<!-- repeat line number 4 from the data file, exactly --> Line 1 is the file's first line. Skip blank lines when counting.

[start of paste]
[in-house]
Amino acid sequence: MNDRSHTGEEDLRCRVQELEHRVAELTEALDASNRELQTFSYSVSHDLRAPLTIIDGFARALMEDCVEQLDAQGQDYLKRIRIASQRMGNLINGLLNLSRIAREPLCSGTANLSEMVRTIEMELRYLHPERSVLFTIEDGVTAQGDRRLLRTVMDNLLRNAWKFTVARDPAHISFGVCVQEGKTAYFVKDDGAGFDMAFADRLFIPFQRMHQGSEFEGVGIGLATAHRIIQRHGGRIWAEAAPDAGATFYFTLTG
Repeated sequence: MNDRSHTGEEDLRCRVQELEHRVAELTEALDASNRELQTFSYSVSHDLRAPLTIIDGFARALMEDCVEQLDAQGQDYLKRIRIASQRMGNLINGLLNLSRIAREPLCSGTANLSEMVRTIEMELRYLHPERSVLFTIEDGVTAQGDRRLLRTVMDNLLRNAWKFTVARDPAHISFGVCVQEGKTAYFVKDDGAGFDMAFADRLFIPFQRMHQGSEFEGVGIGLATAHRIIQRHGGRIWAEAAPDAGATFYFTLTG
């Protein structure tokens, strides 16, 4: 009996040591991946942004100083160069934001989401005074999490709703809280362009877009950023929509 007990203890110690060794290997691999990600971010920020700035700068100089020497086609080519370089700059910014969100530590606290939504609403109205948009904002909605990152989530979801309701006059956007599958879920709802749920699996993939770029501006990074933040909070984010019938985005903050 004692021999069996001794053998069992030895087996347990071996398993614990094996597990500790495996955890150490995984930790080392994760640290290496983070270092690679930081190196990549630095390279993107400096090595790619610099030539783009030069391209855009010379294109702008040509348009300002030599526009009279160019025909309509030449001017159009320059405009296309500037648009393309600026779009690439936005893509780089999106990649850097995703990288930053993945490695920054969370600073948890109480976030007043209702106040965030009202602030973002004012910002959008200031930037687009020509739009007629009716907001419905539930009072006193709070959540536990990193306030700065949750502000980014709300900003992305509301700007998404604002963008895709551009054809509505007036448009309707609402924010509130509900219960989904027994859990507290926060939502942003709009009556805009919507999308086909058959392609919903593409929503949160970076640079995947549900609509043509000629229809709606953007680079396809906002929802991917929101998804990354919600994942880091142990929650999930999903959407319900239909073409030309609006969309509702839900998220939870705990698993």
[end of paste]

């Protein structure tokens, strides 16, 4: 009996040591991946942004100083160069934001989401005074999490709703809280362009877009950023929509 007990203890110690060794290997691999990600971010920020700035700068100089020497086609080519370089700059910014969100530590606290939504609403109205948009904002909605990152989530979801309701006059956007599958879920709802749920699996993939770029501006990074933040909070984010019938985005903050 004692021999069996001794053998069992030895087996347990071996398993614990094996597990500790495996955890150490995984930790080392994760640290290496983070270092690679930081190196990549630095390279993107400096090595790619610099030539783009030069391209855009010379294109702008040509348009300002030599526009009279160019025909309509030449001017159009320059405009296309500037648009393309600026779009690439936005893509780089999106990649850097995703990288930053993945490695920054969370600073948890109480976030007043209702106040965030009202602030973002004012910002959008200031930037687009020509739009007629009716907001419905539930009072006193709070959540536990990193306030700065949750502000980014709300900003992305509301700007998404604002963008895709551009054809509505007036448009309707609402924010509130509900219960989904027994859990507290926060939502942003709009009556805009919507999308086909058959392609919903593409929503949160970076640079995947549900609509043509000629229809709606953007680079396809906002929802991917929101998804990354919600994942880091142990929650999930999903959407319900239909073409030309609006969309509702839900998220939870705990698993």